The Centers for Disease Control and Prevention launched a wide-ranging consortium—including dozens of state and federal labs, academic research centers, non-profit organizations and industry companies—to rapidly expand the use of whole genome sequencing against the novel coronavirus.
The goal of the project is to publish real-time data in the public domain tracking the virus’ transmission and the evolution of COVID-19. This could also provide new targets for therapeutics and diagnostic tests.
Known as SPHERES—for SARS-CoV-2 Sequencing for Public Health Emergency Response, Epidemiology and Surveillance—the network will work to coordinate national sequencing efforts, and aim to support contact tracing and other public health strategies. It will also lay down data standards and help establish best practices.
It will be led by the CDC’s Advanced Molecular Detection program, which has previously invested in public health labs at different levels of government to expand pathogen genomics research and surveillance.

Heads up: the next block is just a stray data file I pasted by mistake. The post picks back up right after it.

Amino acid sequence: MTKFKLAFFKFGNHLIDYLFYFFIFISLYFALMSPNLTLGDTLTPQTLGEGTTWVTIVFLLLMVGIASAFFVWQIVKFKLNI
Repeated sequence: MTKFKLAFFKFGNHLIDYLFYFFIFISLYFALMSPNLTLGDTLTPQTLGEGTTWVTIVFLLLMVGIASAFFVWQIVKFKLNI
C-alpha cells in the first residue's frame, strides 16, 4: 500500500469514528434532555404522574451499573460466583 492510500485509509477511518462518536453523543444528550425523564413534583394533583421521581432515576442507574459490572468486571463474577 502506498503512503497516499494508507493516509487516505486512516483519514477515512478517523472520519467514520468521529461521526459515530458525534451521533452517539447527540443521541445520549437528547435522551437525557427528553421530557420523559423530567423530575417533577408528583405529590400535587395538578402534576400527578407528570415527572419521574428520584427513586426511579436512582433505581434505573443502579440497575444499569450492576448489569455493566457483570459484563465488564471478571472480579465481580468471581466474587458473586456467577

Participants from the private sector include sequencing test developers and genomics tech companies, such as Abbott Diagnostics, bioMérieux, Color Genomics, Ginkgo Bioworks, IDbyDNA, Illumina, In-Q-Tel, LabCorp, One Codex, Oxford Nanopore Technologies, Pacific Biosciences, Qiagen, Quest Diagnostics and Verily.
The effort also includes the FDA and NIH, as well as the Bill and Melinda Gates Foundation, Chan Zuckerberg BioHub and other non-profit organizations and associations, plus several leading universities across the country.
The resulting sequencing data will be available in public repositories maintained by the National Library of Medicine’s National Center for Biotechnology Information, as well as the Global Initiative on Sharing Avian Influenza Data and others.